By Eli Sanchez
Silver Screen Capture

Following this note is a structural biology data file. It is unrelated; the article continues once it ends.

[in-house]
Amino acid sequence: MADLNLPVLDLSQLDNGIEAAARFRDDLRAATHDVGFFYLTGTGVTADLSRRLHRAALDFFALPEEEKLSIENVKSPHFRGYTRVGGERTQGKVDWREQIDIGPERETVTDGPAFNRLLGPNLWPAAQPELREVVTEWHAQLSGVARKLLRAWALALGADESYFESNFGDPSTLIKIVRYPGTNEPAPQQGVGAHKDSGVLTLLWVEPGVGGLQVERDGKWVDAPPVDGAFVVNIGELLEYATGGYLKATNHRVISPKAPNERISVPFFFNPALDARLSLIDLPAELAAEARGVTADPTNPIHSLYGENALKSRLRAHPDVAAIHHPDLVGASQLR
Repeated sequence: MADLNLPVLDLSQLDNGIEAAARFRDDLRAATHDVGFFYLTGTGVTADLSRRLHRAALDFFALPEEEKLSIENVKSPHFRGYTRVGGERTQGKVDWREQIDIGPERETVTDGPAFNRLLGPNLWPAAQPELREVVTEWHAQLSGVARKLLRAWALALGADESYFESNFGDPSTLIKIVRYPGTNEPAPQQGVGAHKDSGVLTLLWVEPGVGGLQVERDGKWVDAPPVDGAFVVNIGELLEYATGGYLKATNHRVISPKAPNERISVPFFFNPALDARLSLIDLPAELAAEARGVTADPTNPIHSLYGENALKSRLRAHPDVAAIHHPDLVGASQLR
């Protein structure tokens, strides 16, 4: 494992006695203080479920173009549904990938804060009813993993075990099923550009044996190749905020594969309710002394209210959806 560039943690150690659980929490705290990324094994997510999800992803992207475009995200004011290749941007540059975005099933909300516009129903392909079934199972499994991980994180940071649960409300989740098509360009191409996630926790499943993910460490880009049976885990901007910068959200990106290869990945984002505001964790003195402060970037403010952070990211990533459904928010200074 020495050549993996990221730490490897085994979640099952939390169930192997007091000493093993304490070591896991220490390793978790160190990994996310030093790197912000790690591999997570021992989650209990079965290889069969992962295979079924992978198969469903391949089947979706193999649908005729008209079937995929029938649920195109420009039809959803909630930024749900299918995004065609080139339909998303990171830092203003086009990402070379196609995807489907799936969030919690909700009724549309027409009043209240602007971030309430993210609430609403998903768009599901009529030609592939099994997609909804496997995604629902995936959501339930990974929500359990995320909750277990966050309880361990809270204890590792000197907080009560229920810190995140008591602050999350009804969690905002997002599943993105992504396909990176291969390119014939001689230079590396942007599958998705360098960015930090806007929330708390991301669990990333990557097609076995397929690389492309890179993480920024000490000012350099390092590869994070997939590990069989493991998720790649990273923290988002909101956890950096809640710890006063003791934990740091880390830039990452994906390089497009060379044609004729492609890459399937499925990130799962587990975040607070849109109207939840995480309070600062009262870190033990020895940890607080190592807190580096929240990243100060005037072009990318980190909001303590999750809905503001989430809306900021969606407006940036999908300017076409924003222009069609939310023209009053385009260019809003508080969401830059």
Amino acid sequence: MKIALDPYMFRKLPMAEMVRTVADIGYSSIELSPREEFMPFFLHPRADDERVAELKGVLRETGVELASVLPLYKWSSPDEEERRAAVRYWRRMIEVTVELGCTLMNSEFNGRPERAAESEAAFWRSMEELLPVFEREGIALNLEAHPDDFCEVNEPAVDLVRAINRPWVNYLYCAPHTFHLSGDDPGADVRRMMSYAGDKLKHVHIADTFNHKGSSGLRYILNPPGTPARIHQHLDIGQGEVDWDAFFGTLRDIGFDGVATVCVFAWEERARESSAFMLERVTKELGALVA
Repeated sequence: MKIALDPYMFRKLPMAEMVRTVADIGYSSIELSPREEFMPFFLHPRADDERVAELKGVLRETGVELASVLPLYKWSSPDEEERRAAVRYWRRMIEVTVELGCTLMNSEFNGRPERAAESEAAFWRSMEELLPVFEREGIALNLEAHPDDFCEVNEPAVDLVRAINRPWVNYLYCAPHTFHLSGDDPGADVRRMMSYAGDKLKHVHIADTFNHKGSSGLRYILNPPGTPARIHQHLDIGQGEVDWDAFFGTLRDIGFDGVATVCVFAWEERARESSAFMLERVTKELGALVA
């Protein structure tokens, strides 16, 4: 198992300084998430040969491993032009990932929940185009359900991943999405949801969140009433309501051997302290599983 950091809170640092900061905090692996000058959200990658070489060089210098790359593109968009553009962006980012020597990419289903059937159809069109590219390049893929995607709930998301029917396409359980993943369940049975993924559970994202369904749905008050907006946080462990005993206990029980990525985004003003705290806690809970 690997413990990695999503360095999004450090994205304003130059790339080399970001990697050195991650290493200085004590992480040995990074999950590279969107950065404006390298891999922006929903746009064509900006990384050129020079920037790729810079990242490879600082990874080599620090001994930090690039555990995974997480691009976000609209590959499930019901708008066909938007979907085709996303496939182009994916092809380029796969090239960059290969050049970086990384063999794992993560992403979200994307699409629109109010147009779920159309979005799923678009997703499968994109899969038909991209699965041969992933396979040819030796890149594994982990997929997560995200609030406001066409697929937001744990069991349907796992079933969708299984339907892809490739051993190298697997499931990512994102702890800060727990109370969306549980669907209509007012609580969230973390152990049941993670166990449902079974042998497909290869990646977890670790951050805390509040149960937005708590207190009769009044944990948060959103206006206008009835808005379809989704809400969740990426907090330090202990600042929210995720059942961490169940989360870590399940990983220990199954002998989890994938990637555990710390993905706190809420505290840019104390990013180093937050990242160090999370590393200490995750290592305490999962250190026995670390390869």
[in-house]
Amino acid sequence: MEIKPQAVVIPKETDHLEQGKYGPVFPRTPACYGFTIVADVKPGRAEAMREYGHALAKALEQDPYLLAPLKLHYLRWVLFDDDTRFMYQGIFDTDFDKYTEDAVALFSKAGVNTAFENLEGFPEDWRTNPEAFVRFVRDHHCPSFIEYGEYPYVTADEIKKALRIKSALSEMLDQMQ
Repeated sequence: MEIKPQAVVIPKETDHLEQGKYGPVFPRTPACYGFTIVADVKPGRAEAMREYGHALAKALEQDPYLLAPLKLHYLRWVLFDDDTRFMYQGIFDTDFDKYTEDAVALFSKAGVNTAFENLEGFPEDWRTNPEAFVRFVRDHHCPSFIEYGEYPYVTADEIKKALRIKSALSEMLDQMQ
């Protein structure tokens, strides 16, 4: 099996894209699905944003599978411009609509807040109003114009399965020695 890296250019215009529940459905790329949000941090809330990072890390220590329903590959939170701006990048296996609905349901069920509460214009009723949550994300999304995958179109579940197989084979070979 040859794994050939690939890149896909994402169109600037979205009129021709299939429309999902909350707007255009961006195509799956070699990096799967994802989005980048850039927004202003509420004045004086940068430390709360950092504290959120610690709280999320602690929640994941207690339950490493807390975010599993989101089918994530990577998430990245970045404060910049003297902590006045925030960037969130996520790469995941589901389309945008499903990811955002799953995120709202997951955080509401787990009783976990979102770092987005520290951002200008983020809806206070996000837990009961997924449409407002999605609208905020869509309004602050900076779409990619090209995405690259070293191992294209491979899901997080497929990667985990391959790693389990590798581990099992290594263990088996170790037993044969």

William Castle’s cult hit with a ballyhooed interactive element in person during its initial run in movie theatres, The Tingler (B+) combines the usual cocktail of LSD and imaginary creatures living in one’s spine and follows the humdrum life of Dr. Warren Chapin (Vincent Price) who works full time as the medical examiner performing autopsies for the State of California’s Death Row after execution. His examinations of the recently electrified corpses have turned up evidence of the victims’ backs inexplicably snapping, attributing this pattern mainly to the victim not being able to scream to release fear at the moment of death. Enter the brother-in-law of the latest corpse, inquisitive and maybe quietly holding an agenda of his own. He happens to be married to a mute and suggests the fear experiment on his wife (but of course only as a suggestion…wink wink.) The film really gets going from here. For lack of a better term, the good doctor names this phenomenon The Tingler, and the mute woman is killed by fright in an elaborate montage of creepy things in a house in the only color sequence in the whole film involving a bathtub full of blood. Aided by thin wires and in-theatre actors providing marionette movements of its would-be killer, the Tingler thrills but mainly in a laughable tone as a slightly elongated centipede wreaks havoc on teenagers at the local movie house. At one point, Vincent Price’s voice asks the movie audience to scream at the top of their lungs to neutralize the Tingler so he can recover it and put an end to the threat.